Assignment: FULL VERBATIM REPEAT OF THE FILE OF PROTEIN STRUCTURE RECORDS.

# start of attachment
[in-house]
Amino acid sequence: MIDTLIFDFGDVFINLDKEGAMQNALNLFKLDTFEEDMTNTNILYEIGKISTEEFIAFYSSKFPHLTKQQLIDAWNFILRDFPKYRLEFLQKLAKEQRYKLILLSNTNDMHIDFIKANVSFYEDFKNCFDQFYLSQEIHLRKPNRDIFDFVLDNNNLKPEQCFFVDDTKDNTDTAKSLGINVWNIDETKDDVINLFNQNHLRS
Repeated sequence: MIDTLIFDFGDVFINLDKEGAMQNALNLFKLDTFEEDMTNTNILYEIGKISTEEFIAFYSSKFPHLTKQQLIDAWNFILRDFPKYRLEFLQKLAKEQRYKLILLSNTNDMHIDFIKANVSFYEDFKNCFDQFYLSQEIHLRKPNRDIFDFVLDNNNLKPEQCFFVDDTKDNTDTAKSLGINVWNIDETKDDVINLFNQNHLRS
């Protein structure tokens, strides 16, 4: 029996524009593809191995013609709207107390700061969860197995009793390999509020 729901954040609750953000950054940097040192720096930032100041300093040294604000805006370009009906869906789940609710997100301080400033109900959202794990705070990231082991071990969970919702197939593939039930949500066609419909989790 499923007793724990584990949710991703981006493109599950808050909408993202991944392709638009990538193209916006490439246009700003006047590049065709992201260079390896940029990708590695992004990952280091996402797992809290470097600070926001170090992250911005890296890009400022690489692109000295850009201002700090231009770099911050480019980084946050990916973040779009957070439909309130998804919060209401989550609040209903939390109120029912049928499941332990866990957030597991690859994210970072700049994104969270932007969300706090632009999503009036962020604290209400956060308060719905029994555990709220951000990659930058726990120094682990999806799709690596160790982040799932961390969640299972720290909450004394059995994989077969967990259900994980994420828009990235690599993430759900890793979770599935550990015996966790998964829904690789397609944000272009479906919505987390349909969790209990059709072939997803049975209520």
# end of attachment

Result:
[in-house]
Amino acid sequence: MIDTLIFDFGDVFINLDKEGAMQNALNLFKLDTFEEDMTNTNILYEIGKISTEEFIAFYSSKFPHLTKQQLIDAWNFILRDFPKYRLEFLQKLAKEQRYKLILLSNTNDMHIDFIKANVSFYEDFKNCFDQFYLSQEIHLRKPNRDIFDFVLDNNNLKPEQCFFVDDTKDNTDTAKSLGINVWNIDETKDDVINLFNQNHLRS
Repeated sequence: MIDTLIFDFGDVFINLDKEGAMQNALNLFKLDTFEEDMTNTNILYEIGKISTEEFIAFYSSKFPHLTKQQLIDAWNFILRDFPKYRLEFLQKLAKEQRYKLILLSNTNDMHIDFIKANVSFYEDFKNCFDQFYLSQEIHLRKPNRDIFDFVLDNNNLKPEQCFFVDDTKDNTDTAKSLGINVWNIDETKDDVINLFNQNHLRS
């Protein structure tokens, strides 16, 4: 029996524009593809191995013609709207107390700061969860197995009793390999509020 729901954040609750953000950054940097040192720096930032100041300093040294604000805006370009009906869906789940609710997100301080400033109900959202794990705070990231082991071990969970919702197939593939039930949500066609419909989790 499923007793724990584990949710991703981006493109599950808050909408993202991944392709638009990538193209916006490439246009700003006047590049065709992201260079390896940029990708590695992004990952280091996402797992809290470097600070926001170090992250911005890296890009400022690489692109000295850009201002700090231009770099911050480019980084946050990916973040779009957070439909309130998804919060209401989550609040209903939390109120029912049928499941332990866990957030597991690859994210970072700049994104969270932007969300706090632009999503009036962020604290209400956060308060719905029994555990709220951000990659930058726990120094682990999806799709690596160790982040799932961390969640299972720290909450004394059995994989077969967990259900994980994420828009990235690599993430759900890793979770599935550990015996966790998964829904690789397609944000272009479906919505987390349909969790209990059709072939997803049975209520």